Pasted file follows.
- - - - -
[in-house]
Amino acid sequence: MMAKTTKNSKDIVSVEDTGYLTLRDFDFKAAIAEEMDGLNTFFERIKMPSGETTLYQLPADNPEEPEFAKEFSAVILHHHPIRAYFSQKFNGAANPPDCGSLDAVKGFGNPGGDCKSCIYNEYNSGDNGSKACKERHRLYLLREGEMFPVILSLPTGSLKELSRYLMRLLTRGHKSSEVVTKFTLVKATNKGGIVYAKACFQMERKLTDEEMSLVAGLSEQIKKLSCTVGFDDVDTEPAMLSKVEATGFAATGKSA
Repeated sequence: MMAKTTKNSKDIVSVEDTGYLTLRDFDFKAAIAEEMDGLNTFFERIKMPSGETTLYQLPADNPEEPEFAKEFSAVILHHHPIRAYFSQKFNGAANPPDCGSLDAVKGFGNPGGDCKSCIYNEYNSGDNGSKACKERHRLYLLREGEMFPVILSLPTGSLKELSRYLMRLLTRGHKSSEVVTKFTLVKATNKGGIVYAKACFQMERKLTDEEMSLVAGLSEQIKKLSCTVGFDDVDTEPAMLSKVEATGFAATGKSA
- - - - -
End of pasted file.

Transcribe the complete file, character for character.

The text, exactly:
[in-house]
Amino acid sequence: MMAKTTKNSKDIVSVEDTGYLTLRDFDFKAAIAEEMDGLNTFFERIKMPSGETTLYQLPADNPEEPEFAKEFSAVILHHHPIRAYFSQKFNGAANPPDCGSLDAVKGFGNPGGDCKSCIYNEYNSGDNGSKACKERHRLYLLREGEMFPVILSLPTGSLKELSRYLMRLLTRGHKSSEVVTKFTLVKATNKGGIVYAKACFQMERKLTDEEMSLVAGLSEQIKKLSCTVGFDDVDTEPAMLSKVEATGFAATGKSA
Repeated sequence: MMAKTTKNSKDIVSVEDTGYLTLRDFDFKAAIAEEMDGLNTFFERIKMPSGETTLYQLPADNPEEPEFAKEFSAVILHHHPIRAYFSQKFNGAANPPDCGSLDAVKGFGNPGGDCKSCIYNEYNSGDNGSKACKERHRLYLLREGEMFPVILSLPTGSLKELSRYLMRLLTRGHKSSEVVTKFTLVKATNKGGIVYAKACFQMERKLTDEEMSLVAGLSEQIKKLSCTVGFDDVDTEPAMLSKVEATGFAATGKSA